•    Isaiah 55:1-9  • Psalm 63:1-8  • 1 Corinthians 10:1-13  • Luke 13:1-9

Woke up this morning feeling great. Had a big day planned with friends.  I looked around the room acknowledging what needed to be done to get me out the door and set for what was ahead of me.
I pulled the cover off, began to swing my legs out of the bed when all of a sudden a spine shattering scream went from my foot up my spine to my head. NO is all I could say. For three weeks now this pain has been persistent! I just want to peel it off, roll it up, put it in a bundle, start a fire and destroy it.

Call to Worship:

Heavenly Father we live in a real world, there is a lot of pain, a lot of suffering. Today we confess we want you to do something that will just FIX IT!  Now in the awareness of pain we give ourselves to you. We have decided to rest in your presence. Please do something.

Music: Hymns of surrender.

I surrender All
I Surrender  Hillsong


In this context the burden is what slows a person down, blocks our freedom and potentially our desire to walk with God. In Isaiah 55:1 these words come to us. “Ho, everyone who thirsts, come to the waters; and you that have no money, come, buy and eat! Come, buy wine and milk without money and without price.” There seems to be an invitation to enjoy life in a specific way. Not everyone gets to do this.

The Psalmist, aware that a roadblock, a burden had gotten in the way echoes these words. “Psalm 63:1-8
63:1 O God, you are my God, I seek you, my soul thirsts for you; my flesh faints for you, as in a dry and weary land where there is no water. 63:2 So I have looked upon you in the sanctuary, beholding your power and glory.
63:3 Because your steadfast love is better than life, my lips will praise you. 63:4 So I will bless you as long as I live; I will lift up my hands and call on your name.

The Psalmist resigns himself to his life experience and with a spirit of stoicism, keeps a stiff upper lip, and confesses his faithfulness to God. In this confession he answers the question. Burdens are roadblocks, crosses are life itself.

So much is missed in today’s Christianity when this is misunderstood. In 1928 Herbert Hoover promised A chicken in every pot and a car in every garage. Politicians have been bantering up promises and pledges ever since. Recently it was President Obama who wanted to undo hundreds of years of what racism and injustice did, not only to the black community but as it gnarled and twisted the white society as well. Now it is Donald Trump promising economic gain for everyone. When will our political aspirants learn this is not what life is about. The ability to say a few words as if these words are the formula echoing from the magic wand, all will be right! all will be healed! all we need is a chicken in every pot and a car in every garage!

The words of the Apostle Paul are strong as he writes to the Corinthian people: 10:7 Do not become idolaters as some of them did; as it is written, “The people sat down to eat and drink, and they rose up to play.” Jesus own words Luke 13:5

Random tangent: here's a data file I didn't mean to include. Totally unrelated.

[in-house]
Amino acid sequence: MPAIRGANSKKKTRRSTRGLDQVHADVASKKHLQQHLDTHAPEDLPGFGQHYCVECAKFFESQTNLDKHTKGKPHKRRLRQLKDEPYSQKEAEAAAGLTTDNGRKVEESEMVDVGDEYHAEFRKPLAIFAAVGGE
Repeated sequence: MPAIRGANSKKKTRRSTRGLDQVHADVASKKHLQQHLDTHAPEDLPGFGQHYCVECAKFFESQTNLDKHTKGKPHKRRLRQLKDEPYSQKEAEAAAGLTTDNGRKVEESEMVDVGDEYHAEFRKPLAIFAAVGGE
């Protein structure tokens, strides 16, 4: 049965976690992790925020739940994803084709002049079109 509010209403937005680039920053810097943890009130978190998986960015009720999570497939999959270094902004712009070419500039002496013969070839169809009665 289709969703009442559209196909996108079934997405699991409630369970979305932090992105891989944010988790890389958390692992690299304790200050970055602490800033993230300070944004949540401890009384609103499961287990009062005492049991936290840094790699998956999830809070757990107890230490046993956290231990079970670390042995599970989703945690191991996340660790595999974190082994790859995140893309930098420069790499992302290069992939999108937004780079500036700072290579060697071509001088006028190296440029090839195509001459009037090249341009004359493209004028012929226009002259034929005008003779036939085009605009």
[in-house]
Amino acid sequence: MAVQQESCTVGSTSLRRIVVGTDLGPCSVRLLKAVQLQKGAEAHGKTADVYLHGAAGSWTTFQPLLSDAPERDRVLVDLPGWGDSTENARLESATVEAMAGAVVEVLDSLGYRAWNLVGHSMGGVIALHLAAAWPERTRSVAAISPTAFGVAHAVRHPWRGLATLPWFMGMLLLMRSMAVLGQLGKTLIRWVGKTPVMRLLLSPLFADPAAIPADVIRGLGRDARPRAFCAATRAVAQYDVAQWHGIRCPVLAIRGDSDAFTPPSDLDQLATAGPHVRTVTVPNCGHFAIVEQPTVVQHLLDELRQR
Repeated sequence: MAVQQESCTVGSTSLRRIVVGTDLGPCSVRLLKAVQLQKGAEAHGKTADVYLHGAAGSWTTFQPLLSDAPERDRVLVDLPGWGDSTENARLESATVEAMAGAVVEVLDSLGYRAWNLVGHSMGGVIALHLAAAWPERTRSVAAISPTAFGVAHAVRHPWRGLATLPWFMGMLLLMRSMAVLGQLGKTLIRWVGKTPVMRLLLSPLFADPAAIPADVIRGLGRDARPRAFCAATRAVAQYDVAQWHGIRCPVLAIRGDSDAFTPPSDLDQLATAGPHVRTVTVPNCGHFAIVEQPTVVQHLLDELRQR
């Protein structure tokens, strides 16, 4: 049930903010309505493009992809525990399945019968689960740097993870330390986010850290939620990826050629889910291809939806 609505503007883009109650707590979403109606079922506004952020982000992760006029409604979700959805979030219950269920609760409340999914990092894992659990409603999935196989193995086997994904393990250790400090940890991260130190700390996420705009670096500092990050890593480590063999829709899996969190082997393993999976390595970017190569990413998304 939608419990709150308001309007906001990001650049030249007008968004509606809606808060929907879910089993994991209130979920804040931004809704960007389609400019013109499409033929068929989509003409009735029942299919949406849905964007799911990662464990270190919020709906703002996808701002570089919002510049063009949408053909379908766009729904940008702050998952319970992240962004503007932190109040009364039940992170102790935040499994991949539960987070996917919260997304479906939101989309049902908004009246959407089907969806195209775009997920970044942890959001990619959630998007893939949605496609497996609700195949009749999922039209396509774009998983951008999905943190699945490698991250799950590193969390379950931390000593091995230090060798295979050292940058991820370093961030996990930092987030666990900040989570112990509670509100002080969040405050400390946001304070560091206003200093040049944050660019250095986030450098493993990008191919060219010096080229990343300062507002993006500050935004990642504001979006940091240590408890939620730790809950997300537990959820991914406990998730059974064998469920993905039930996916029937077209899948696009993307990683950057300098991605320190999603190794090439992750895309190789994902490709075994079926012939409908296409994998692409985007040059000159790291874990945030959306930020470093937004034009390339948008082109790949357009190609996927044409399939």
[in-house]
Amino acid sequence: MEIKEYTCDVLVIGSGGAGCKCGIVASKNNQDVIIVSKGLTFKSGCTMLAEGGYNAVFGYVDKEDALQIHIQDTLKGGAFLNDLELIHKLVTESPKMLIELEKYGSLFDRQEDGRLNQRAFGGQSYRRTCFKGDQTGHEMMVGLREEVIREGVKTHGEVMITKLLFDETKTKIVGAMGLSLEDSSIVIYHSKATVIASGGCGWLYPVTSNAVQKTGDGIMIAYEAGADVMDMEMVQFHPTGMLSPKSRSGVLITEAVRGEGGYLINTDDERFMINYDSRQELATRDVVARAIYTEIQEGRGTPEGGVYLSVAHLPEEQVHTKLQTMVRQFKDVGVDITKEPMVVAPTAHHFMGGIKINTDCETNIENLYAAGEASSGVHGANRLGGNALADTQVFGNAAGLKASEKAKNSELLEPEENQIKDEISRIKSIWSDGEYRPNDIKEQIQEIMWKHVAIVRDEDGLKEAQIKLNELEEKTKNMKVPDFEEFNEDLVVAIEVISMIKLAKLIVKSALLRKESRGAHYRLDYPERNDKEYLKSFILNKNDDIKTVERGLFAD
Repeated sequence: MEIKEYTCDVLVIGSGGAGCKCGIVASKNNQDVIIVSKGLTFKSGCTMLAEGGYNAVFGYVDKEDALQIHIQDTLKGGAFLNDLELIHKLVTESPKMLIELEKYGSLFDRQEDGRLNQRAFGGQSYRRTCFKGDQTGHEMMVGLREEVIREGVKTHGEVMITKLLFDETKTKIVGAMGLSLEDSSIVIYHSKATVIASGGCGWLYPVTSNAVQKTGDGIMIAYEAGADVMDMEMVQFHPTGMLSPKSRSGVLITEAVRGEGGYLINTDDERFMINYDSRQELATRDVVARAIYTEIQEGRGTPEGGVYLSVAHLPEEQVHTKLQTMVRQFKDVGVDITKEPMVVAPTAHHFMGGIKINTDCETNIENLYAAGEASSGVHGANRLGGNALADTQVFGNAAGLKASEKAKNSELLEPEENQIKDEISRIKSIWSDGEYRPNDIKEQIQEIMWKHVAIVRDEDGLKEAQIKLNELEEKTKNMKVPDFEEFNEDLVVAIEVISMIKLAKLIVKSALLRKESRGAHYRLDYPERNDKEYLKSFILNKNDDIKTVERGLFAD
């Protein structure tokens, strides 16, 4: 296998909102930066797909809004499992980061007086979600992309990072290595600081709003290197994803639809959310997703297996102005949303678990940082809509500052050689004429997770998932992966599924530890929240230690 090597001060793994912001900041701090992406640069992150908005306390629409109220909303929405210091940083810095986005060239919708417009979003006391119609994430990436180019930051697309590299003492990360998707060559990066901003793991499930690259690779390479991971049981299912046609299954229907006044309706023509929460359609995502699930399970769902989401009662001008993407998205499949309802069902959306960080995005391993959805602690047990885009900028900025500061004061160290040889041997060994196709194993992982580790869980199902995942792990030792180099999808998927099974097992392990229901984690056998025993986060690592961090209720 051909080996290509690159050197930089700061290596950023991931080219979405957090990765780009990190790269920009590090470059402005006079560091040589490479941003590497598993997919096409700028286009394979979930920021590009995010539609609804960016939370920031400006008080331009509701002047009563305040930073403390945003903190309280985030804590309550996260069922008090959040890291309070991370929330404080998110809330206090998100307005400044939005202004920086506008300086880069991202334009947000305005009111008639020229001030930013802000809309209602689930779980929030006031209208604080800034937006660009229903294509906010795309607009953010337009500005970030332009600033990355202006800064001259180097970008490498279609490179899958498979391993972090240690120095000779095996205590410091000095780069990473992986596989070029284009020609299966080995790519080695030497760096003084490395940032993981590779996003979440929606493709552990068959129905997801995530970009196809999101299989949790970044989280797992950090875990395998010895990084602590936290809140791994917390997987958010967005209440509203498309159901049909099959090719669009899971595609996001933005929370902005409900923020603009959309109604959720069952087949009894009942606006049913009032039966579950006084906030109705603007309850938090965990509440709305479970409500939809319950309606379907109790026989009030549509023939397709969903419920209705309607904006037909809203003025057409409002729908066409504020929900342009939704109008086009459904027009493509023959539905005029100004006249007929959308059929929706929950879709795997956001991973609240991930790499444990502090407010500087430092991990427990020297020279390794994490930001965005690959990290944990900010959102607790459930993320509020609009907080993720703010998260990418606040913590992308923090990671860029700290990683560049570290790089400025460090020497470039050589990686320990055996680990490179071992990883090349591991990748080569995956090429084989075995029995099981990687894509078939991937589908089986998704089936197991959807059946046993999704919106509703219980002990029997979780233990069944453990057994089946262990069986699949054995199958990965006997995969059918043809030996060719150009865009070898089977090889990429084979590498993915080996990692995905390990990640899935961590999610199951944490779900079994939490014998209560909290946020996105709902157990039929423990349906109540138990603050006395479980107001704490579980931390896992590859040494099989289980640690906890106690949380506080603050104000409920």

No, I tell you; but unless you repent, you will all perish just as they did.”  He strongly encourages us to consider what we are about. Can we look at our lives, acknowledge today, I want to rise up, have a great day, enjoy myself, but I cannot ignore the roadblocks. Ultimately these burdens will bring us to an understanding about the meaning of life itself.

Yesterday I brought my heel questions to our online sarcoidosis group. We are now over 5000 members. Each day people bring questions about this illness. I was in awe by the discussion that happened. Person after person described something similar to what I was experiencing. Doctor after doctor denied any association with sarcoidosis. Then one person, then another came forward and said their doctor decided to experiment. They tied it not to the disease but to the results of the disease. This is a ramification of what was happening because of what the disease does to the human body. They came up with a treatment. Shots on a regular basis relieved the pain in long term settings.


I have a sore heel. My day got interrupted again. In the process of attempting to clear the roadblock we now become cross bearers. Together we will bring this message forward, we know that the “average treatment team” will say we are wrong. We know that a great deal of pain and discomfort will be lived with. We know that insurance companies will have trouble approving the treatment. We know that in our world this is one of the realities we face. We know we are a minority. We know that being a minority does not negate reality.

The message of the Christian Gospel is not just about some heavenly retreat center. It is about a man who dared to become a part of his world. It introduced him to a cross that ultimately took his life. It is then about a people who dare to recognize the need to follow in his footsteps and not only deal with the burdens but to take that cross for real.

A Closing Thought:

We are a part of a broken world.
We experience we are broken.
We do not minimize what is around us.
We choose to maximize our intentions
We choose to maximize our will
to remove the burdens of life.
We choose to recognize the model set before us
We choose to take up that cross and make it real.
For in so doing there is no partiality
There is no one up-man ship
There is only the activity of giving our lives for another.

A moment of meditation:


Leave a Reply

Your email address will not be published. Required fields are marked *